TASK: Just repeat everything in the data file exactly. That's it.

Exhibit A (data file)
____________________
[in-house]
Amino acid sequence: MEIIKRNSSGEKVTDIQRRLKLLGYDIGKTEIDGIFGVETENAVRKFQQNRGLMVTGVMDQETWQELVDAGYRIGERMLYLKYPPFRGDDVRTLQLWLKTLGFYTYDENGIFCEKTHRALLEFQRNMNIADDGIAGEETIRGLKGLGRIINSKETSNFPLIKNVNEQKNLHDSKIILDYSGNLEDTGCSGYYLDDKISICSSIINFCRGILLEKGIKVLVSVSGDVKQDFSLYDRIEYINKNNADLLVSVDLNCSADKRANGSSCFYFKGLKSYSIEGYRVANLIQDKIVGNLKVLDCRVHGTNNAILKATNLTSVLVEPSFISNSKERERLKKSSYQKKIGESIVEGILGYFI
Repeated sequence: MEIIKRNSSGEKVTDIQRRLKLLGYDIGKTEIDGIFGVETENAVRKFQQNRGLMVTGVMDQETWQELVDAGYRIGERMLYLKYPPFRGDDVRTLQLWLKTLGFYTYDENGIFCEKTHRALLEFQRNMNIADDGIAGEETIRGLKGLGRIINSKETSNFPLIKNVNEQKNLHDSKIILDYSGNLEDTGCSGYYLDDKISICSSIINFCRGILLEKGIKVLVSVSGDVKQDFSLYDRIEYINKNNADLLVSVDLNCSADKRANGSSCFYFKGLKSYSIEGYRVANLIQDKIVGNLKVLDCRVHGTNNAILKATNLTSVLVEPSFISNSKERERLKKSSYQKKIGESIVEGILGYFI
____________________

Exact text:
[in-house]
Amino acid sequence: MEIIKRNSSGEKVTDIQRRLKLLGYDIGKTEIDGIFGVETENAVRKFQQNRGLMVTGVMDQETWQELVDAGYRIGERMLYLKYPPFRGDDVRTLQLWLKTLGFYTYDENGIFCEKTHRALLEFQRNMNIADDGIAGEETIRGLKGLGRIINSKETSNFPLIKNVNEQKNLHDSKIILDYSGNLEDTGCSGYYLDDKISICSSIINFCRGILLEKGIKVLVSVSGDVKQDFSLYDRIEYINKNNADLLVSVDLNCSADKRANGSSCFYFKGLKSYSIEGYRVANLIQDKIVGNLKVLDCRVHGTNNAILKATNLTSVLVEPSFISNSKERERLKKSSYQKKIGESIVEGILGYFI
Repeated sequence: MEIIKRNSSGEKVTDIQRRLKLLGYDIGKTEIDGIFGVETENAVRKFQQNRGLMVTGVMDQETWQELVDAGYRIGERMLYLKYPPFRGDDVRTLQLWLKTLGFYTYDENGIFCEKTHRALLEFQRNMNIADDGIAGEETIRGLKGLGRIINSKETSNFPLIKNVNEQKNLHDSKIILDYSGNLEDTGCSGYYLDDKISICSSIINFCRGILLEKGIKVLVSVSGDVKQDFSLYDRIEYINKNNADLLVSVDLNCSADKRANGSSCFYFKGLKSYSIEGYRVANLIQDKIVGNLKVLDCRVHGTNNAILKATNLTSVLVEPSFISNSKERERLKKSSYQKKIGESIVEGILGYFI